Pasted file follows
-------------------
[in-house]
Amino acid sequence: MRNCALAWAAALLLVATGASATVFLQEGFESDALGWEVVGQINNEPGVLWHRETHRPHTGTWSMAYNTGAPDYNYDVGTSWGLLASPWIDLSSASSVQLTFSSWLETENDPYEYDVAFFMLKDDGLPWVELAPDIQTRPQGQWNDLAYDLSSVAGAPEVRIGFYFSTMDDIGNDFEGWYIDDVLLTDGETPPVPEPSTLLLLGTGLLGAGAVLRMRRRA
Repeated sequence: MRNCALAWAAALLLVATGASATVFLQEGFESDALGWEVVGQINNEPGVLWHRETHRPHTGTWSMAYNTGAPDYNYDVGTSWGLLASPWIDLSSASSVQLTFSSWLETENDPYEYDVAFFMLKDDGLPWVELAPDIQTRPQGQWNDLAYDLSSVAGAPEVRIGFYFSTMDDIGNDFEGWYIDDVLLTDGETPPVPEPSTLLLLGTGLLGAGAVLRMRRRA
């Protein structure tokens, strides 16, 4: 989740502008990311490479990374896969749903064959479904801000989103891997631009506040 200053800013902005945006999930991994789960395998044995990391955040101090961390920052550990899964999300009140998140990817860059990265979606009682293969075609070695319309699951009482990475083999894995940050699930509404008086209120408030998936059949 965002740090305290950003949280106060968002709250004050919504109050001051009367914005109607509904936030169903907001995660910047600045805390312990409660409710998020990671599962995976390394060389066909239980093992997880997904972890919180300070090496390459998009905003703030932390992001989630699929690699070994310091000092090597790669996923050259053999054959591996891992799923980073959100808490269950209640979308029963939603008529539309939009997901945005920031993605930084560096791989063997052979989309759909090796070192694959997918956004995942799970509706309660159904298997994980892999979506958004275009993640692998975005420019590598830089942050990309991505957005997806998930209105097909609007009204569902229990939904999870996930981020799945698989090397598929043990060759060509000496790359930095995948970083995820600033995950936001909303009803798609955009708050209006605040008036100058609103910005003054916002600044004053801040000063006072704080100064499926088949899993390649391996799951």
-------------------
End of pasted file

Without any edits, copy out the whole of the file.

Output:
[in-house]
Amino acid sequence: MRNCALAWAAALLLVATGASATVFLQEGFESDALGWEVVGQINNEPGVLWHRETHRPHTGTWSMAYNTGAPDYNYDVGTSWGLLASPWIDLSSASSVQLTFSSWLETENDPYEYDVAFFMLKDDGLPWVELAPDIQTRPQGQWNDLAYDLSSVAGAPEVRIGFYFSTMDDIGNDFEGWYIDDVLLTDGETPPVPEPSTLLLLGTGLLGAGAVLRMRRRA
Repeated sequence: MRNCALAWAAALLLVATGASATVFLQEGFESDALGWEVVGQINNEPGVLWHRETHRPHTGTWSMAYNTGAPDYNYDVGTSWGLLASPWIDLSSASSVQLTFSSWLETENDPYEYDVAFFMLKDDGLPWVELAPDIQTRPQGQWNDLAYDLSSVAGAPEVRIGFYFSTMDDIGNDFEGWYIDDVLLTDGETPPVPEPSTLLLLGTGLLGAGAVLRMRRRA
């Protein structure tokens, strides 16, 4: 989740502008990311490479990374896969749903064959479904801000989103891997631009506040 200053800013902005945006999930991994789960395998044995990391955040101090961390920052550990899964999300009140998140990817860059990265979606009682293969075609070695319309699951009482990475083999894995940050699930509404008086209120408030998936059949 965002740090305290950003949280106060968002709250004050919504109050001051009367914005109607509904936030169903907001995660910047600045805390312990409660409710998020990671599962995976390394060389066909239980093992997880997904972890919180300070090496390459998009905003703030932390992001989630699929690699070994310091000092090597790669996923050259053999054959591996891992799923980073959100808490269950209640979308029963939603008529539309939009997901945005920031993605930084560096791989063997052979989309759909090796070192694959997918956004995942799970509706309660159904298997994980892999979506958004275009993640692998975005420019590598830089942050990309991505957005997806998930209105097909609007009204569902229990939904999870996930981020799945698989090397598929043990060759060509000496790359930095995948970083995820600033995950936001909303009803798609955009708050209006605040008036100058609103910005003054916002600044004053801040000063006072704080100064499926088949899993390649391996799951």